Through Halliburton’s Guiding Principles for Sustainability, the company continuously seeks to build on its role as an accident-free, environmentally responsible company. It achieves this using a six-point strategy that covers financial performance, health, safety and the environment, global citizenship, transparency and collaboration with suppliers. As a member of the Dow Jones Sustainability Indices, Halliburton endeavours to integrate the above principles into a business model that manages social and environmental risks as part and parcel of delivering long-term shareholder value.
With over a century of experience in the industry, Halliburton knows how to develop a skilled workforce across its field operations, manufacturing and professional roles. Its current talent management strategy is focused on maintaining its career and management programmes while making necessary adjustments to remain competitive during the downturn.
With upwards of 20 training facilities across the world, the company provides technical, operational and leadership training. Complementing myriad development programs, the company provides a number of fast-track career development opportunities.
Keen to provide broader and more immersive access to its educational initiatives, the company set up Halliburton University – an online learning system that enables employees to document career achievements while learning for role-based competencies, competency assessments, and technical training. It also provides a wealth of online courses. The company is also keen to foster the next generation of talent; it offers positions within its operations for recent graduates or internships for those still to complete their studies.
Gorman adds: “From a career progression perspective, we develop high potential employees and we have a partnership with the Mays School of Business at Texas A&M University where we provide financial and business leadership training. While there has been a need to cut costs in other areas, we have kept the Texas A&M training as part of our core leadership training initiatives.
Through the President’s Leadership Excellence Program, Halliburton selects 30 of its most capable candidates and, after vetting from the CEO, trains them to fill top management positions within the company. “We train them to become the next leaders of the company. Very often in organizational announcements, you will see ‘graduate of 2000 and whatever year of class’. This is something we are very proud of; we have a great partnership with Texas A&M,” Gorman says.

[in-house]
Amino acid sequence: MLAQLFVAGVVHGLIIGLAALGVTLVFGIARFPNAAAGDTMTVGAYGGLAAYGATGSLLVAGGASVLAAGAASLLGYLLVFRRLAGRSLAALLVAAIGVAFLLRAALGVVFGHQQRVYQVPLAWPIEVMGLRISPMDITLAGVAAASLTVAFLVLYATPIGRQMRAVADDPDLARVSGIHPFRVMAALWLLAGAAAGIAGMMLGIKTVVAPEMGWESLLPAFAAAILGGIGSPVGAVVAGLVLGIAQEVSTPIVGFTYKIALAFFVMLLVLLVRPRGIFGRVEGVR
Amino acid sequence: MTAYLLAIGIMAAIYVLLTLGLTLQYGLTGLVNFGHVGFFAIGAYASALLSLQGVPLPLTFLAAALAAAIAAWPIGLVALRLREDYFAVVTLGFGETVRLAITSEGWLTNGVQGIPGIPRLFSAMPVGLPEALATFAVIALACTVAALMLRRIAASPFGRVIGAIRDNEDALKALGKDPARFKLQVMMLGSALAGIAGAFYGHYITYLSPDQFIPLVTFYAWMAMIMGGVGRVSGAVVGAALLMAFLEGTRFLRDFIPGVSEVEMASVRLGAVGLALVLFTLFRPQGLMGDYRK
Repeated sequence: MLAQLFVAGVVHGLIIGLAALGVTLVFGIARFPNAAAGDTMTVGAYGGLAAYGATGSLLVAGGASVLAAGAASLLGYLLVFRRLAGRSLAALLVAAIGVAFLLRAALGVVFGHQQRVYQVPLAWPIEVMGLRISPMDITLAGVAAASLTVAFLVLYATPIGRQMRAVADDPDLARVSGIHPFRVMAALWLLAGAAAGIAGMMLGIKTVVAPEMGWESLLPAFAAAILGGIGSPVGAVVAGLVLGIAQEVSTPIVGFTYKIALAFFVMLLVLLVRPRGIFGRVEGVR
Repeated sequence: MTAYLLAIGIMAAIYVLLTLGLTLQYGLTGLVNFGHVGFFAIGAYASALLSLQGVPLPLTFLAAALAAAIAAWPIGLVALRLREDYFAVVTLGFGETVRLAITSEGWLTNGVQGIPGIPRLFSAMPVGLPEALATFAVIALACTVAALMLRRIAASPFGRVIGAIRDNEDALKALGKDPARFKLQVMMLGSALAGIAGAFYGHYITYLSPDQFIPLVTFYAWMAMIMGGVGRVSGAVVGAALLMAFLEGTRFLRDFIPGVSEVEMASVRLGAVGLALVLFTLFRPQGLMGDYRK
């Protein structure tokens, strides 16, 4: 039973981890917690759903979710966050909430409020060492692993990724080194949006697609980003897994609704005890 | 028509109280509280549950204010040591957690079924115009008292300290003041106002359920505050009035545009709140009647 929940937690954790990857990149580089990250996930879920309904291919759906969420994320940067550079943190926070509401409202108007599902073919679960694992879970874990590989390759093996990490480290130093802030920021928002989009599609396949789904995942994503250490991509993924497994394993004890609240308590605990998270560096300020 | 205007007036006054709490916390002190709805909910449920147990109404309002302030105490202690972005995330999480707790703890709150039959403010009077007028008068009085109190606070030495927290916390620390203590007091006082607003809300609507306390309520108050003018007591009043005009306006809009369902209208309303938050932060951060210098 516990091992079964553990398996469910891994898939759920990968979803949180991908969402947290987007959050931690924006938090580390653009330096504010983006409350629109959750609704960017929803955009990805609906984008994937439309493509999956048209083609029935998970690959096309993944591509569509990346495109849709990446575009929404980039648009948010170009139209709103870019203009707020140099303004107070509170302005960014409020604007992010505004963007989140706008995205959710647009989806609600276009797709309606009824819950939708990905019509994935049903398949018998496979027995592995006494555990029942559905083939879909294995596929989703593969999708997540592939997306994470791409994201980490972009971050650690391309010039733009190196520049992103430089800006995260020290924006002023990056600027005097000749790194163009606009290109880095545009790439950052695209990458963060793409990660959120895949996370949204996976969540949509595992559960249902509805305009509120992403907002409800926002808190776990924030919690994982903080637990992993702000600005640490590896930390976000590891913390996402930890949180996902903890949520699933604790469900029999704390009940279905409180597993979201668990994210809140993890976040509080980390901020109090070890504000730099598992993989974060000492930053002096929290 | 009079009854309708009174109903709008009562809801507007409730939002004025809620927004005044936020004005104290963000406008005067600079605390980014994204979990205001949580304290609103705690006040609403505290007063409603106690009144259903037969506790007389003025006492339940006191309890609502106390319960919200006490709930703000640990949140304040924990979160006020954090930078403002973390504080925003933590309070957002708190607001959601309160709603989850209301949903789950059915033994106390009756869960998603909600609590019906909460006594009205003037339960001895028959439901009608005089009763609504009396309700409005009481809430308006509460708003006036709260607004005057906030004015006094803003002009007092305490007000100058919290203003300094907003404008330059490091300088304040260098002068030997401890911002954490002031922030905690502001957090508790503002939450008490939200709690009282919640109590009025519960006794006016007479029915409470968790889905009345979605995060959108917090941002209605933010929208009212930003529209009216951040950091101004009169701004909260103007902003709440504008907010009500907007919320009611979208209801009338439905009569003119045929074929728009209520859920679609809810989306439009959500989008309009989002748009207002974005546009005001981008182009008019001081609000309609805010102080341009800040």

Given the cyclical nature of the oil and gas industry, attracting, developing and retaining the best talent comes with a number of challenges. Gorman and his HR teams have overcome this, however. Given the downturn, the company has had to look very hard at which staff it keeps on its books.
Gorman explains: “We are in a very cyclic industry and have to balance the current needs of the business with its future needs. It’s always a challenge to determine how long a cycle will last and what sort of structural changes we can make to the business in order to improve our own economics. It’s a challenge for the entire industry.”
Having refined an already highly effective business into an even more efficient operation, Halliburton’s Canadian operations are set to play a crucial role in the country’s energy mix for years to come. Gorman concludes: “I truly believe that Canada does the best job of being a very responsible environmental citizen and is embracing some of the most environmentally friendly produced oil and gas in the world.
“As Obama recently said during a meeting with Prime Minister Trudeau - the world needs more Canada and I think the world needs more Canadian oil and gas.”